It should be possible to build something dedicated for the task with several high power diodes in an array, but I'm still not sure how you would go further than this.

 
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nouthyella

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If you are looking just for illumination, you should consider using a phlatlight RED which is crazy bright and will help to flood a wider area.. but i think it might scare them at close range..
A phlatlight, being an LED, will have a significant amount of light below 650nm, which will scare the pigs.
 
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@AUS thanks for the quick and dirty test. Honestly, that amount of light is more than enough for my purposes. All I need is to identify where to shoot and that can be done with a vague silhouette. But I have favor to ask. I noticed in your signature that you have several 300mW 660nm lasers, could you try the same test with one of these? 1Watt is a lot, and 638 is supposed to be much more visible.
 

AUS

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I noticed in your signature that you have several 300mW 660nm lasers, could you try the same test with one of these? 1Watt is a lot, and 638 is supposed to be much more visible.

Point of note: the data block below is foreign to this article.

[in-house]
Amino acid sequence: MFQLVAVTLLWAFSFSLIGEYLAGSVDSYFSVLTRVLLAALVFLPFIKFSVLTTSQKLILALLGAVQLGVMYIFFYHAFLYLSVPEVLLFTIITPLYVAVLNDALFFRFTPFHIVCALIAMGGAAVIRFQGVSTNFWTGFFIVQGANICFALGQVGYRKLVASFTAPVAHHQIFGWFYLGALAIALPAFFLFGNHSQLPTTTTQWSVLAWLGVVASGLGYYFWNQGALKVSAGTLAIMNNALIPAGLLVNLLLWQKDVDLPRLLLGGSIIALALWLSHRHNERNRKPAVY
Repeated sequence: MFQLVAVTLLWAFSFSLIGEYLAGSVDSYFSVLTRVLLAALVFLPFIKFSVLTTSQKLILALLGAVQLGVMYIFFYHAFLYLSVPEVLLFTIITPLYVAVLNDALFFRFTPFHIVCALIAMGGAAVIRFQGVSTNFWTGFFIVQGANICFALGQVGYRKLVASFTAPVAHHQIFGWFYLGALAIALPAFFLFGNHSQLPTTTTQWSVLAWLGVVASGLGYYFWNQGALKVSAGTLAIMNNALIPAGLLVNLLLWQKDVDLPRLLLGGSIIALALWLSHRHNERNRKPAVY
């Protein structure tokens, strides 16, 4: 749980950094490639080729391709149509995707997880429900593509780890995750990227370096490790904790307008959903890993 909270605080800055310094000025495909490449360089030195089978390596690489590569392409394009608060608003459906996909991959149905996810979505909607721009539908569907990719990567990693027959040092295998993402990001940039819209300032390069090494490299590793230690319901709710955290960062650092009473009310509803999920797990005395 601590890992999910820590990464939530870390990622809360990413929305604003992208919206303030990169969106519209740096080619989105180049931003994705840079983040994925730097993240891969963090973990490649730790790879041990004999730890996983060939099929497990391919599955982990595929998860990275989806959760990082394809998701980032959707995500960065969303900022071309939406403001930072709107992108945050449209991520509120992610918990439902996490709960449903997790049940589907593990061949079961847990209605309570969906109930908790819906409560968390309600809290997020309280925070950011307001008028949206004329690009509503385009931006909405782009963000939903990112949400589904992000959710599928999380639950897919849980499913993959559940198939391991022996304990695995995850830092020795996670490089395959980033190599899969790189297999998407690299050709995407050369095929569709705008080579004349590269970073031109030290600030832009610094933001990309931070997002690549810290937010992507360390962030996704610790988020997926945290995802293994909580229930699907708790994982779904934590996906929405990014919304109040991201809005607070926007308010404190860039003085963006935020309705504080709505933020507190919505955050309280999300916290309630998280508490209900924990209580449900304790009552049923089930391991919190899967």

I have a few 660nm laser diodes in the 200mW-300mW range but none mounted in a host and working at the moment. If I get some time tonight I'll see what I can do.

I'd like to try a longer range shot outside but laser pointers over 1mW are illegal here so I have to be careful wandering around with one.

I also have a red LED torch I'd like to try (i suspect its about 640nm) which is fairly monochromatic although has a hint of yellow and green when looked at through a diffraction grating.

I really think an infra-red scope and 1watt 850nm laser diode would be better and easier to use, although I believe some states have laws against this in the US? There is a youtube video of someone shooting pigs using IR gear (in Hawaii I think).
 
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To Pick, my dad and me use green lasers, and lights while hunting hogs. I thought hogs can't see green. So it's worse than red? Cuz we shine ND5's at them, and they never look up.

I also would be very interested in making my own "ND5", for alot less.